Melissa Essential Oil (Melissa officinalis)


Melissa may also be referred to as sweet balm, bee herb, balm, common balm, melissa balm, and balm mint. It is typically processed using steam distilled as a method for extracting oil from the leaves and flowers/buds.


Melissa Essential Oil is often adulterated. Purchase only from reputable sources that test their oils.

Melissa Essential Oil is steam distilled from the leaves and flowers ofMelissa officinalis,an herb most commonly referred to as Lemon Balm and sometimes as Bee Balm. Lemon Balm is easy to find and grow. Although the leaves of Lemon Balm are quite aromatic, the leaves and flowers do not yield much essential oil. Therefore, the oil is often adulterated, and true Melissa Essential Oil commands a very high price.

Aromatically, Melissa Essential Oil possesses a wonderfully fresh, lemony, green and slightly herbaceous character. It's a delightful aroma that many find pleasant.

Essential Facts

  • Aroma Description:

    Citrus Fresh Herbaceous

  • Common Name(s): sweet balm, bee herb, balm, common balm, melissa balm, and balm mint
  • Synonyms(s) for Melissa officinalis: Faucibarba officinalis, Mutelia officinalis, Thymus melissa

  • Botanical Family: Lamiaceae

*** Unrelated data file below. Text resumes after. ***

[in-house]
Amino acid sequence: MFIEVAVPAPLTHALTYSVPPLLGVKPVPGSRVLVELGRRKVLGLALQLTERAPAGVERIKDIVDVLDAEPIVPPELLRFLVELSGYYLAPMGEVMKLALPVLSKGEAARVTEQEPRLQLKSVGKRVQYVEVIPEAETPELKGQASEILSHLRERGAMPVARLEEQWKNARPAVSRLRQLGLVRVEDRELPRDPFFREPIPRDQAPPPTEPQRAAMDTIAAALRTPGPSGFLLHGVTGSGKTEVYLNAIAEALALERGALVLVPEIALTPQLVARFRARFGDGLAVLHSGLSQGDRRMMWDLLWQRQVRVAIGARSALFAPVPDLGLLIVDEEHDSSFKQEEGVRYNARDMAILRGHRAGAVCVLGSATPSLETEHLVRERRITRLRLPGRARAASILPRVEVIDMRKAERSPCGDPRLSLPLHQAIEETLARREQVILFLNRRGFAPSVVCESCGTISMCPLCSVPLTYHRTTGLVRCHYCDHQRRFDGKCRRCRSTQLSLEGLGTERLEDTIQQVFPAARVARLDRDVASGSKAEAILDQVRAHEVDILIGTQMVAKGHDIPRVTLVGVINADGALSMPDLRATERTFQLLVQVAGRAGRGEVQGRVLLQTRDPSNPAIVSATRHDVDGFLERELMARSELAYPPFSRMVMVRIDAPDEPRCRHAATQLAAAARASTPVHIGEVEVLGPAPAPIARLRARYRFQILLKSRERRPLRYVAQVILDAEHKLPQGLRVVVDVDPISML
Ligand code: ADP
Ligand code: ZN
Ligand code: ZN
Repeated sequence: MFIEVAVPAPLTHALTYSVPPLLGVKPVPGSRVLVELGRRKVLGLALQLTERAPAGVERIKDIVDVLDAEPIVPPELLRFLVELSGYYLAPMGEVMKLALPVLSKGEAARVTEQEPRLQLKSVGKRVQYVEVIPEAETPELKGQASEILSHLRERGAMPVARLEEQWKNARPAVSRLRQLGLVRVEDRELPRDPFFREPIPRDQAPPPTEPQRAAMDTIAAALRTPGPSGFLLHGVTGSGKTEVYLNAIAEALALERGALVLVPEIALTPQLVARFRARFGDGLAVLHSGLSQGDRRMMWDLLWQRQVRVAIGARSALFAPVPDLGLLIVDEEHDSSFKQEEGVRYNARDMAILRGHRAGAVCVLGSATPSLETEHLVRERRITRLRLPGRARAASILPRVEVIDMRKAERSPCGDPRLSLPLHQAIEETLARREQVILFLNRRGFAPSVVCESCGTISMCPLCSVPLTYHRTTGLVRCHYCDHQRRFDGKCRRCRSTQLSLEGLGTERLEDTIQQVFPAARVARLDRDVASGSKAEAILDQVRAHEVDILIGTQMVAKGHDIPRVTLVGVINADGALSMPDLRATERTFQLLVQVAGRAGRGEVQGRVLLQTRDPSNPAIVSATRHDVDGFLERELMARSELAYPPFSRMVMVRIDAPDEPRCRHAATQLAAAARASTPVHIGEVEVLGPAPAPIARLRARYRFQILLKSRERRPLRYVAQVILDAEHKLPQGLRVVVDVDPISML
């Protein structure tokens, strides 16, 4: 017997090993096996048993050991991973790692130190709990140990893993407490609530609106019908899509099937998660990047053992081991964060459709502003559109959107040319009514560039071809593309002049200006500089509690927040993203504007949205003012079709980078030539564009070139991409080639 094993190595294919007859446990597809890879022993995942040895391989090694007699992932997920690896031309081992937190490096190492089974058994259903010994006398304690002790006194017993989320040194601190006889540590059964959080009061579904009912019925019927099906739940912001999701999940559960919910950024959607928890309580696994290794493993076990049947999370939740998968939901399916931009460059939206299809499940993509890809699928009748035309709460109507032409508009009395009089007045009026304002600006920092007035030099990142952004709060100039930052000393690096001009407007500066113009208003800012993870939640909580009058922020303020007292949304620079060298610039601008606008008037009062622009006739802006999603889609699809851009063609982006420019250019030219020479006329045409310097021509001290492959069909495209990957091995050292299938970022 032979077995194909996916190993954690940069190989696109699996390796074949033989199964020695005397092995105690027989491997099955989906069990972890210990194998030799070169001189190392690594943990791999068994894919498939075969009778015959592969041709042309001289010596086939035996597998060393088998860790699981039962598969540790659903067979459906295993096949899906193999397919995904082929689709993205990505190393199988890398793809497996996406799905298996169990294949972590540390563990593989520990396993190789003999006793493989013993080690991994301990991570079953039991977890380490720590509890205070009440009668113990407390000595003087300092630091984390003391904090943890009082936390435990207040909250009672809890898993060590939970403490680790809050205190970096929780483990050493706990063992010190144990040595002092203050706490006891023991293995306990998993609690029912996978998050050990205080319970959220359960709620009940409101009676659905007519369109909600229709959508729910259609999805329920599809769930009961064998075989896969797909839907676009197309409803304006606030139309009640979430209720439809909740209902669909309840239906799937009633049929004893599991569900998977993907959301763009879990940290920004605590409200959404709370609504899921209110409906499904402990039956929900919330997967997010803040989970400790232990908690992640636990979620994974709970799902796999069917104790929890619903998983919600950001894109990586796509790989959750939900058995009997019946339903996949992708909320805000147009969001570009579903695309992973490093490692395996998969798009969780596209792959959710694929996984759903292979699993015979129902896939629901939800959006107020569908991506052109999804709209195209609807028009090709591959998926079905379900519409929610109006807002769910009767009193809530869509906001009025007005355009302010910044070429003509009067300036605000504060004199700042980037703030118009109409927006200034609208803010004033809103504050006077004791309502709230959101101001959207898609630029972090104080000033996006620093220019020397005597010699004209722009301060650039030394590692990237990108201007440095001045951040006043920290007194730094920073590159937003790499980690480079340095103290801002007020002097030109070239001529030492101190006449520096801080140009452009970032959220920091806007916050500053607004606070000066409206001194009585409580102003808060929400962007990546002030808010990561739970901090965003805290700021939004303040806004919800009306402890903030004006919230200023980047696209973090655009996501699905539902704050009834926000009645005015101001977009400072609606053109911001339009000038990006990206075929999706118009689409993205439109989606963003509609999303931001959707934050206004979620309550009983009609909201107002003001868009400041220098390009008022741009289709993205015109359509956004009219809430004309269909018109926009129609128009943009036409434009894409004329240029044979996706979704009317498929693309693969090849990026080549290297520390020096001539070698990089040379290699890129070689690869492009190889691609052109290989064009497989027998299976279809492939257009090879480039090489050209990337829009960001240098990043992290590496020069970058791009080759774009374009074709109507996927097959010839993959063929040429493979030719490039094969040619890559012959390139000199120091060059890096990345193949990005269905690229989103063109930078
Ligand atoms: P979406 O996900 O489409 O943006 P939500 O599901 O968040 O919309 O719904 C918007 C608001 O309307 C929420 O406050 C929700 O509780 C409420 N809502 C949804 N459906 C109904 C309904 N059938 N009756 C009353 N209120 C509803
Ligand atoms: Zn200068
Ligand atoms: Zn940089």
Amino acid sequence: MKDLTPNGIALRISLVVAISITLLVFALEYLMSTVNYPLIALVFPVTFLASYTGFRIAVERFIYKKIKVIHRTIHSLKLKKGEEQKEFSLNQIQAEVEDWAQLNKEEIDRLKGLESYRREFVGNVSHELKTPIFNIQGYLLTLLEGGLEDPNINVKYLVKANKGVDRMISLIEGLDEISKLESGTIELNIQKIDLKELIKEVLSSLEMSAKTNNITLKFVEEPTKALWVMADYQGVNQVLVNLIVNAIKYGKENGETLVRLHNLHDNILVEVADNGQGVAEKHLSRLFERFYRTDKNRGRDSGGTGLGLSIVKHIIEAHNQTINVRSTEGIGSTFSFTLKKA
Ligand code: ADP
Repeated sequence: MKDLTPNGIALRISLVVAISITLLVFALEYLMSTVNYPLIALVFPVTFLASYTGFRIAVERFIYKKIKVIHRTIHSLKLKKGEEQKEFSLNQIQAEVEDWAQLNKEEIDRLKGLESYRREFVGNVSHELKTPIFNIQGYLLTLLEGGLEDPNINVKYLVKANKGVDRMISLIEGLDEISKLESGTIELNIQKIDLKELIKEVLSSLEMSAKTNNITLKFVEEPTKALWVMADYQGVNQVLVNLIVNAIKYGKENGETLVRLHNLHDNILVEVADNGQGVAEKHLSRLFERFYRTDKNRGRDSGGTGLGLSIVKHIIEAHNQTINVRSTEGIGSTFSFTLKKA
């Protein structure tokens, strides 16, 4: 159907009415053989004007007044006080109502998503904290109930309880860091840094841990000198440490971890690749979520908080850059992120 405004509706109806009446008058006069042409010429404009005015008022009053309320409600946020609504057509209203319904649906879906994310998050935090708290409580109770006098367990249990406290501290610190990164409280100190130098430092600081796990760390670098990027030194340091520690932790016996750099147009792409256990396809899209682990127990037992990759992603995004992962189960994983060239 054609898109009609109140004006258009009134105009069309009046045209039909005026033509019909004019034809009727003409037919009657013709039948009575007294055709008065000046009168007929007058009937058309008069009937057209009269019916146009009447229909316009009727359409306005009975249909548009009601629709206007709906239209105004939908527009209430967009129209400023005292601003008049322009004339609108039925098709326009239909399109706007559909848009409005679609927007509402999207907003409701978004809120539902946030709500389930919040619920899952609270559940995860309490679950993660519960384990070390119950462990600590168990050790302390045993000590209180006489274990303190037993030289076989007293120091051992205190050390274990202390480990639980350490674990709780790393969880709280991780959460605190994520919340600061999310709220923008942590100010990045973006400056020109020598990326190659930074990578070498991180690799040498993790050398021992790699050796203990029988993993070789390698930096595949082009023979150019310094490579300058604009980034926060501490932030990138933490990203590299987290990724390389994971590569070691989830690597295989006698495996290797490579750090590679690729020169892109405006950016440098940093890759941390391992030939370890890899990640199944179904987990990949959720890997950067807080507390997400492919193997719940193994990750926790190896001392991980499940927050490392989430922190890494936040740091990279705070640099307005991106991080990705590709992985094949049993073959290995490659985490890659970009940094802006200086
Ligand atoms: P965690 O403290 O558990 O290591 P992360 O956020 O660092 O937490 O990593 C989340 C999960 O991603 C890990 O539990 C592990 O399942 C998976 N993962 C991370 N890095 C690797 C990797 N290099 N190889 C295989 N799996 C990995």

• Botanical Genus: Melissa
  • Chemical Family: Aldehydes, Sesquiterpenes
  • Major Compounds: Geranial, Neral, 6-methyl-5-hepten-2-one, B-Caryophyllene, Citronellal, Geranyl Acetate, Aesculetine
  • Perfumery Note: Top/Middle
  • Consistency: Thin
  • Strength of Initial Aroma: Strong
  • Color: Yellow
  • Indigenous Country: England
  • Cultivation: Distiller is Certified Organic
  • Processing Methods: Steam Distilled
  • Part Typically Used: Leaves and Flowers/Buds
  • Shelf Life: 3 - 4 years
  • Ethically and sustainably sourced Ethically and sustainably sourced
  • Organic Organic
  • Vegan Vegan

Essential Details

Cautions & Safety

Cautions when using Melissa:

Tisserand and Young precaution that Melissa Essential Oil can pose a drug interaction hazard and that there is a risk of teratogenicity. They precaution against topical use in children and infants under age 2 and for those with hypersensitive/diseased/damaged skin. They recommend a dermal maximum of 0.9%. Reading Tisserand and Young's full profile is recommended. [Robert Tisserand and Rodney Young, Essential Oil Safety (Second Edition. United Kingdom: Churchill Livingstone Elsevier, 2014), 350-351.]

This essential oil poses a higher risk of causing irritation and sensitization when used in the bath. Avoid using it in the bath, even if it is solubilized/diluted.

Safety Precautions for Melissa:

Do not take any oils internally and do not apply undiluted essential oils, absolutes, CO2s or other concentrated essences onto the skin without advanced essential oil knowledge or consultation from a qualified aromatherapy practitioner. If you are pregnant, epileptic, have liver damage, have cancer, or have any other medical problem, use oils only under the proper guidance of a qualified aromatherapy practitioner. Use extreme caution when using oils with children and be sure to first read the recommended dilution ratios for children. Consult a qualified aromatherapy practitioner before using oils with children, the elderly, if you have medical issues or are taking medications. For in-depth information on oil safety issues, read Essential Oil Safety by Robert Tisserand and Rodney Young.

Energetic, Spiritual, and Emotional Qualities